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Re: [ontolog-forum] Semantic Systems

To: "'[ontolog-forum] '" <ontolog-forum@xxxxxxxxxxxxxxxx>
From: "Rich Cooper" <rich@xxxxxxxxxxxxxxxxxxxxxx>
Date: Sat, 11 Jul 2009 11:24:12 -0700
Message-id: <20090711182416.BCC23138D02@xxxxxxxxxxxxxxxxx>

JS - John Sowa

FK - Ferenc Kovacs

RC - Rich Cooper



Rich Cooper


Rich AT EnglishLogicKernel DOT com


JS> The point I would qualify is that we directly observe absence.

More precisely, we experience *contrast*.  That is a more

immediate experience that does not depend on retrieval and

comparison with anything from background knowledge.


RC> Objection!  Contrast is by definition a comparison.  Ordinarily, it means comparison with neighboring pixels, against frequency buckets, comparison against memory settings, all forms of identity (IMHO) resulting from a comparison function's unique positioning of that identity within a domain of all such identities. 


That's why comparison early in the process is important IMHO: it requires that there be a PROPERTY of some kind.  After there are existence, property perhaps it will be easier to decide what's next.  Maybe a DOMAIN for the PROPERTY values?  That makes more sense to me than jumping into conjuncts. 


JS> For example, the experience of something vanishing or popping

into view is a contrast.  But a report that there is no

hippopotamus in the room is unlikely to be the result of

experiencing a hippo that suddenly went "POOF".


RC> And then there's a contrast in two time samples Hippo0 and Hippo1, which could as well have been spaced out by two samples in any other dimension.  Why choose time next?  If I follow a recipe I produce an end product but I don't reason my way through its logical rationalization.  Why is time after conjunction after existence?  What is the rationale for that very specific choice of sequence of dimensions?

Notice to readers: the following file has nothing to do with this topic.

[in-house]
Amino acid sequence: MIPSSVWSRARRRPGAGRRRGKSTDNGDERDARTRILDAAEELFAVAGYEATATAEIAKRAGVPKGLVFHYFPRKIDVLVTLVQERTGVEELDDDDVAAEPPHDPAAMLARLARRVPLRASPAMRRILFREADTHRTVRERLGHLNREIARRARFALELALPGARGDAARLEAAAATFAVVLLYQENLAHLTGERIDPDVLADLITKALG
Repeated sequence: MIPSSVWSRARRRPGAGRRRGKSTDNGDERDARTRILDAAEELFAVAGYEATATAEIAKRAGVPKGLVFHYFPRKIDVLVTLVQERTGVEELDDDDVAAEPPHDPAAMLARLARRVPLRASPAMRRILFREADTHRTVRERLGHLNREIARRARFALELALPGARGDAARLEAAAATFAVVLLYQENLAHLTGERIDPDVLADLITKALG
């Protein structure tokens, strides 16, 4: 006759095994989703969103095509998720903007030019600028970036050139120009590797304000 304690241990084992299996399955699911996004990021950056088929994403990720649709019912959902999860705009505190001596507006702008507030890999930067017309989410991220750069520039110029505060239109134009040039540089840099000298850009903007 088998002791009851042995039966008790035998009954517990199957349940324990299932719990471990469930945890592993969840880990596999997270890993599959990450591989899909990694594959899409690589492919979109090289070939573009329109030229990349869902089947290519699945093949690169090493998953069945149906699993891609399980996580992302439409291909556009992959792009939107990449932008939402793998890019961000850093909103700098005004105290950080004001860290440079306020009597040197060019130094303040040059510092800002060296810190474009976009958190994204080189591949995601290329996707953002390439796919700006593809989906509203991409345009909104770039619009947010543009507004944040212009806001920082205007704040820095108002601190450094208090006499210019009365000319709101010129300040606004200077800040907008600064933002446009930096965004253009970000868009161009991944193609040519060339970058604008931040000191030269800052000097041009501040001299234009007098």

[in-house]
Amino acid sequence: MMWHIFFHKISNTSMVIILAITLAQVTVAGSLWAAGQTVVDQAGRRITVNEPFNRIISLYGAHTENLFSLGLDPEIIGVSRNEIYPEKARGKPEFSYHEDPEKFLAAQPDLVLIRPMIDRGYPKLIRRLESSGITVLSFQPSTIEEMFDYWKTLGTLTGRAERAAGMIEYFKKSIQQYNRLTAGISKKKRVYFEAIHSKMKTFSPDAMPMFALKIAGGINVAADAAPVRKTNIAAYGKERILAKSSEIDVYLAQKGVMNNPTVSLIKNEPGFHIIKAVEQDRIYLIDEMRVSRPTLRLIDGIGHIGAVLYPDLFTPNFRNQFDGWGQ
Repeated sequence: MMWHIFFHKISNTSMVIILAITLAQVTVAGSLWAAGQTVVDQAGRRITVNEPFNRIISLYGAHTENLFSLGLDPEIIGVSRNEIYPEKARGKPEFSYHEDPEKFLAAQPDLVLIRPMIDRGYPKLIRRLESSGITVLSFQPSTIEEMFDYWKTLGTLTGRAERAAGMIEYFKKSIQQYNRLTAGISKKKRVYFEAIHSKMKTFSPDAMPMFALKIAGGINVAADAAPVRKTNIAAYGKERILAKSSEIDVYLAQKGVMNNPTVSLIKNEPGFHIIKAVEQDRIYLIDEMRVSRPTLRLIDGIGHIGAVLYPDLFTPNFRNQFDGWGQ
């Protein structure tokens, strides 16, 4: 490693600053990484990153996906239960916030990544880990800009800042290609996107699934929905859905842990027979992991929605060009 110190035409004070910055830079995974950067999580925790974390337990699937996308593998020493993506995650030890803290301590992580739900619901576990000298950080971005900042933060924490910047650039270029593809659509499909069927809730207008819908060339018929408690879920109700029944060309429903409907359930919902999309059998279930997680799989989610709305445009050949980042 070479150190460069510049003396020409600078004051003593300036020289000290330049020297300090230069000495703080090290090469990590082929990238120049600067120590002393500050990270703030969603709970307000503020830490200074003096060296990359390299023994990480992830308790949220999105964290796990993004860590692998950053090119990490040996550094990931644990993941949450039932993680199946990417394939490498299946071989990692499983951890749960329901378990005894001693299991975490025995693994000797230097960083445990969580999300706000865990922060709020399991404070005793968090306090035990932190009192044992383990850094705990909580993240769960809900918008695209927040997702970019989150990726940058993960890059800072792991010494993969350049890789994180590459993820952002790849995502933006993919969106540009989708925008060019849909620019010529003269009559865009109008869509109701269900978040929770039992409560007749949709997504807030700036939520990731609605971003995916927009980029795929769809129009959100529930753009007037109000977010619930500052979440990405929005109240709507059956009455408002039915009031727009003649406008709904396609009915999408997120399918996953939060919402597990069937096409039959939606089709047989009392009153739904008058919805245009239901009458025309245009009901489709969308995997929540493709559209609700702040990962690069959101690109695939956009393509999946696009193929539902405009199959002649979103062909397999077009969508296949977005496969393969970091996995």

FK> When we have concepts to identify the chunks of reality,

 > we have verbal forms to be used to make a picture, which is

 > the clue to understanding or making sense. But verbal forms

 > are not suitable for assembly, and content must be aligned

 > with the use of forms between the speakers of any language.


JS> I agree, but I would emphasize that immediate experience is

prior to any verbalization.  In fact, most use of language

involves a great deal of reasoning (by analogy with prior

experience and by induction, deduction, and abduction from

previously processed experience as codified in concepts).


The fact that verbal forms encode so much background knowledge

makes it difficult for us to say what is immediately before

our eyes (and ears, nose, hands).  What we report tends to be

a combination (by various forms of reasoning) that mixes and

colors the immediate experience with previous knowledge.


FK> But unfortunately, the concept of meaning, context and the

 > communication model of a bargaining situation where we should

 > arrive at an agreement as to the sense of any form, or concept

 > is not dealt properly among ontologists.


JS> I believe that *every* large ontology that has so far been

presented or even proposed is far, far too simplistic to be

a suitable foundation for understanding experience and its

verbalization in natural languages (or in logic, which is

a further abstraction away from language).


That is why I have been emphasizing an open-ended collection

of ontologies, in which the most important are *not* the upper

levels, but the lowest levels that are closest to the subject

under discussion.


And every different subject is a different way of experiencing

reality, thinking about it, and acting upon it.  The upper

levels cannot be defined *in advance*.  They are always

abstractions from the more concrete lower levels.


Any attempt to fix and freeze an upper level in advance is

guaranteed to be hopelessly inadequate.  As I have said to

Pat C, the best upper level should be little more than a

collection of words that are linked by very few axioms.

The most important reasoning must be done at the lowest levels

that are closest to the experience and action required for

the subject matter at hand.  Note the word 'hand'.  I mean it

literally as an important part of what we use to experience

the world, not as a metaphor for something close by.




RC>But John, I think Pat is describing an FO that will be only for the purpose of describing ontologies in general a metaFO description language.  An FO like Turing's machine, so that it's formally as precise as provable as possible, like your controlled English language.  But the FO must also be communicable in simple language of a six year old (with a damn good dictionary/encyclopedia). 




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